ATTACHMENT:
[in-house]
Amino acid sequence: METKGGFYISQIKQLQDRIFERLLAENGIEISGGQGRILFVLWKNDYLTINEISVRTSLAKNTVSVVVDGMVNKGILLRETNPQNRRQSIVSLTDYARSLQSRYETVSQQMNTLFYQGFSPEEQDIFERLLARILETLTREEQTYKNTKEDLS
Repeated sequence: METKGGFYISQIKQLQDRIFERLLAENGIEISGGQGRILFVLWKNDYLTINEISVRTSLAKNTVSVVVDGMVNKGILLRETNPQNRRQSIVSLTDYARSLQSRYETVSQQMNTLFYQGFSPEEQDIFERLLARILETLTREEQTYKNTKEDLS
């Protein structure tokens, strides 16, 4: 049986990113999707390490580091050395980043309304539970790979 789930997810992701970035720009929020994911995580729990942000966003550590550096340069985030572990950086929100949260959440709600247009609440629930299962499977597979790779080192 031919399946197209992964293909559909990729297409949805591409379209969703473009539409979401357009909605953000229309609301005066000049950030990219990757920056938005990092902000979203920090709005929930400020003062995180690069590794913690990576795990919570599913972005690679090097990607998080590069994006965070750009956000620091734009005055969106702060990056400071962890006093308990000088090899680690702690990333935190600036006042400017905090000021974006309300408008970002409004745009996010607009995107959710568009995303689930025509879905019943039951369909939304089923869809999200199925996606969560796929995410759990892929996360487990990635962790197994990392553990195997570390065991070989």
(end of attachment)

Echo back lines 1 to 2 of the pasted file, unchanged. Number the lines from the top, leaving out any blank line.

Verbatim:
[in-house]
Amino acid sequence: METKGGFYISQIKQLQDRIFERLLAENGIEISGGQGRILFVLWKNDYLTINEISVRTSLAKNTVSVVVDGMVNKGILLRETNPQNRRQSIVSLTDYARSLQSRYETVSQQMNTLFYQGFSPEEQDIFERLLARILETLTREEQTYKNTKEDLS